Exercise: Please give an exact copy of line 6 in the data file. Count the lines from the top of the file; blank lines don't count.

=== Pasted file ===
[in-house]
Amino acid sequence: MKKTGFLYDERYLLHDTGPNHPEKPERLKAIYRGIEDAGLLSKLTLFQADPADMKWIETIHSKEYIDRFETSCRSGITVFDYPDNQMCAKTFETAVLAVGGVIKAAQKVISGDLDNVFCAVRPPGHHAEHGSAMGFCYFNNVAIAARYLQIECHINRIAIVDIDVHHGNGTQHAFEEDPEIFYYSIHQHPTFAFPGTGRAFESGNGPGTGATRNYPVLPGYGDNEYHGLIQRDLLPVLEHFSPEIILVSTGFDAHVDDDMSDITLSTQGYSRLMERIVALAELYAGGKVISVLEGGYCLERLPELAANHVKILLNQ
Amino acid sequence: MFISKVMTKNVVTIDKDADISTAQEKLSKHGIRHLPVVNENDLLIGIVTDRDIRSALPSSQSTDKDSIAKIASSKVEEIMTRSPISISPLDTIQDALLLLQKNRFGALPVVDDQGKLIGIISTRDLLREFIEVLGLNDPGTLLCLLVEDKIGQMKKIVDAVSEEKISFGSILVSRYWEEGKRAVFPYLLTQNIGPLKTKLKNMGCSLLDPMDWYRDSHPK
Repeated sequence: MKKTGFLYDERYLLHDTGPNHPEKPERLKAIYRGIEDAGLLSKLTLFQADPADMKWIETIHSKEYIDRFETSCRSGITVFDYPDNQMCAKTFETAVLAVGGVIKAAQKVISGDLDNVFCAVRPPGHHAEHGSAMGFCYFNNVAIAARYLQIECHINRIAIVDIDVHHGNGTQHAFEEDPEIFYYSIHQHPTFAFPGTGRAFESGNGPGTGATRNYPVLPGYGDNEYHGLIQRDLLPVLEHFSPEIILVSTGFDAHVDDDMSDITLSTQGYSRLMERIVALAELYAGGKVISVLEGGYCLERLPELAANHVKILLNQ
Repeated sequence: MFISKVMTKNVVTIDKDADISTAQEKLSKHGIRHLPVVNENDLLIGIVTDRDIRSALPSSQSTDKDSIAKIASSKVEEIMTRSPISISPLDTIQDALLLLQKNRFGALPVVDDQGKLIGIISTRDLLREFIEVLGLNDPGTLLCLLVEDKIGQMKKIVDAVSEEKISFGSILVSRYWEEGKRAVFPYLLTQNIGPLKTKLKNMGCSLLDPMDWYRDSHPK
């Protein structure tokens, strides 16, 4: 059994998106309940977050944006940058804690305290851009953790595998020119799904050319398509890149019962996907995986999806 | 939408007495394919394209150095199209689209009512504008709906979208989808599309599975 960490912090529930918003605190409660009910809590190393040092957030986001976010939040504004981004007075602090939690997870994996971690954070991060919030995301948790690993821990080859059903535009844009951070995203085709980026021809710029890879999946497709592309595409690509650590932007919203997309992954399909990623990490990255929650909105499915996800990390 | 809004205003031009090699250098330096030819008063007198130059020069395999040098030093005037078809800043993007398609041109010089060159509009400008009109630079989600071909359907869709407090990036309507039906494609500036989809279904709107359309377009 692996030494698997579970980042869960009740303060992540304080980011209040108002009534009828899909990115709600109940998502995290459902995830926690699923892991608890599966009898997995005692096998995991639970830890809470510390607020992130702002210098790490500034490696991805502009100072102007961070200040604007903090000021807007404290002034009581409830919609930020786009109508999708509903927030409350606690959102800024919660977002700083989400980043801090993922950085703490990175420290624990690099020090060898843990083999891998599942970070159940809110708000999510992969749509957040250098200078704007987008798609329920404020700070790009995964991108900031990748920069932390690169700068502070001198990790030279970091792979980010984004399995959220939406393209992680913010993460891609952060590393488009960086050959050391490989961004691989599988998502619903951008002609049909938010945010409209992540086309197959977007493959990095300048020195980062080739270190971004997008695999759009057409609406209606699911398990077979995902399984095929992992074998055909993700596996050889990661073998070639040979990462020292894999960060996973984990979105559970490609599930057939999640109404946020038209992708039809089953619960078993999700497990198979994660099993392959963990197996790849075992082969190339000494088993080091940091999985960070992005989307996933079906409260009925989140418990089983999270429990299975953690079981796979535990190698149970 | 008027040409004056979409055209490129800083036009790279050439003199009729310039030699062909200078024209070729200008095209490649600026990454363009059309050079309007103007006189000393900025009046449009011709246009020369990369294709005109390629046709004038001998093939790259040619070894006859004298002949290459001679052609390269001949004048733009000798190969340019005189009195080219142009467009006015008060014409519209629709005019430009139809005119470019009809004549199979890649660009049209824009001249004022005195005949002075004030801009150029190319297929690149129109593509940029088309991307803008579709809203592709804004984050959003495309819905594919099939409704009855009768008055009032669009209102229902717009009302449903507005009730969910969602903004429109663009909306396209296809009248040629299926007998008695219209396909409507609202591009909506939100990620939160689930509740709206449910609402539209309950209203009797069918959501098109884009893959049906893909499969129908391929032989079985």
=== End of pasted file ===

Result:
């Protein structure tokens, strides 16, 4: 059994998106309940977050944006940058804690305290851009953790595998020119799904050319398509890149019962996907995986999806 | 939408007495394919394209150095199209689209009512504008709906979208989808599309599975 960490912090529930918003605190409660009910809590190393040092957030986001976010939040504004981004007075602090939690997870994996971690954070991060919030995301948790690993821990080859059903535009844009951070995203085709980026021809710029890879999946497709592309595409690509650590932007919203997309992954399909990623990490990255929650909105499915996800990390 | 809004205003031009090699250098330096030819008063007198130059020069395999040098030093005037078809800043993007398609041109010089060159509009400008009109630079989600071909359907869709407090990036309507039906494609500036989809279904709107359309377009 692996030494698997579970980042869960009740303060992540304080980011209040108002009534009828899909990115709600109940998502995290459902995830926690699923892991608890599966009898997995005692096998995991639970830890809470510390607020992130702002210098790490500034490696991805502009100072102007961070200040604007903090000021807007404290002034009581409830919609930020786009109508999708509903927030409350606690959102800024919660977002700083989400980043801090993922950085703490990175420290624990690099020090060898843990083999891998599942970070159940809110708000999510992969749509957040250098200078704007987008798609329920404020700070790009995964991108900031990748920069932390690169700068502070001198990790030279970091792979980010984004399995959220939406393209992680913010993460891609952060590393488009960086050959050391490989961004691989599988998502619903951008002609049909938010945010409209992540086309197959977007493959990095300048020195980062080739270190971004997008695999759009057409609406209606699911398990077979995902399984095929992992074998055909993700596996050889990661073998070639040979990462020292894999960060996973984990979105559970490609599930057939999640109404946020038209992708039809089953619960078993999700497990198979994660099993392959963990197996790849075992082969190339000494088993080091940091999985960070992005989307996933079906409260009925989140418990089983999270429990299975953690079981796979535990190698149970 | 008027040409004056979409055209490129800083036009790279050439003199009729310039030699062909200078024209070729200008095209490649600026990454363009059309050079309007103007006189000393900025009046449009011709246009020369990369294709005109390629046709004038001998093939790259040619070894006859004298002949290459001679052609390269001949004048733009000798190969340019005189009195080219142009467009006015008060014409519209629709005019430009139809005119470019009809004549199979890649660009049209824009001249004022005195005949002075004030801009150029190319297929690149129109593509940029088309991307803008579709809203592709804004984050959003495309819905594919099939409704009855009768008055009032669009209102229902717009009302449903507005009730969910969602903004429109663009909306396209296809009248040629299926007998008695219209396909409507609202591009909506939100990620939160689930509740709206449910609402539209309950209203009797069918959501098109884009893959049906893909499969129908391929032989079985």